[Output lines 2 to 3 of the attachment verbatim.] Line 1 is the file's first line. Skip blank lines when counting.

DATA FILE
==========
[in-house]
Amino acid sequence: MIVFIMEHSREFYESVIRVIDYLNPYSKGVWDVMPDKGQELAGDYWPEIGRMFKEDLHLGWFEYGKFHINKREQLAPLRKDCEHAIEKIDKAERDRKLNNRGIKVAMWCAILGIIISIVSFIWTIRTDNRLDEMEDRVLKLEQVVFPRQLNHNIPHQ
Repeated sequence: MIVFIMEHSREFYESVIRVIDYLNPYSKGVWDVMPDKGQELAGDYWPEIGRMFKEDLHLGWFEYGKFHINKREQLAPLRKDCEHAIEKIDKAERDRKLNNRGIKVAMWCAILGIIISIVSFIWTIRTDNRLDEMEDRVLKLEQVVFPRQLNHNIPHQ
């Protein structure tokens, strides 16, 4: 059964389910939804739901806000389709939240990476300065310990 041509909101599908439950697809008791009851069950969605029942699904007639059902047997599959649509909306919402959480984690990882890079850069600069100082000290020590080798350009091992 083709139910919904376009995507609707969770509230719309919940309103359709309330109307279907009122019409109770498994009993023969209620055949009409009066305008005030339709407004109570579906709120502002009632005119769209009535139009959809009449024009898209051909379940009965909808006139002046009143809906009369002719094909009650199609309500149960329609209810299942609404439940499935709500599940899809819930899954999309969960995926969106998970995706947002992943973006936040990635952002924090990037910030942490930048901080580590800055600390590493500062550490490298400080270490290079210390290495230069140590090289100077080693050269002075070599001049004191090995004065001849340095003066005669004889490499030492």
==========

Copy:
Amino acid sequence: MIVFIMEHSREFYESVIRVIDYLNPYSKGVWDVMPDKGQELAGDYWPEIGRMFKEDLHLGWFEYGKFHINKREQLAPLRKDCEHAIEKIDKAERDRKLNNRGIKVAMWCAILGIIISIVSFIWTIRTDNRLDEMEDRVLKLEQVVFPRQLNHNIPHQ
Repeated sequence: MIVFIMEHSREFYESVIRVIDYLNPYSKGVWDVMPDKGQELAGDYWPEIGRMFKEDLHLGWFEYGKFHINKREQLAPLRKDCEHAIEKIDKAERDRKLNNRGIKVAMWCAILGIIISIVSFIWTIRTDNRLDEMEDRVLKLEQVVFPRQLNHNIPHQ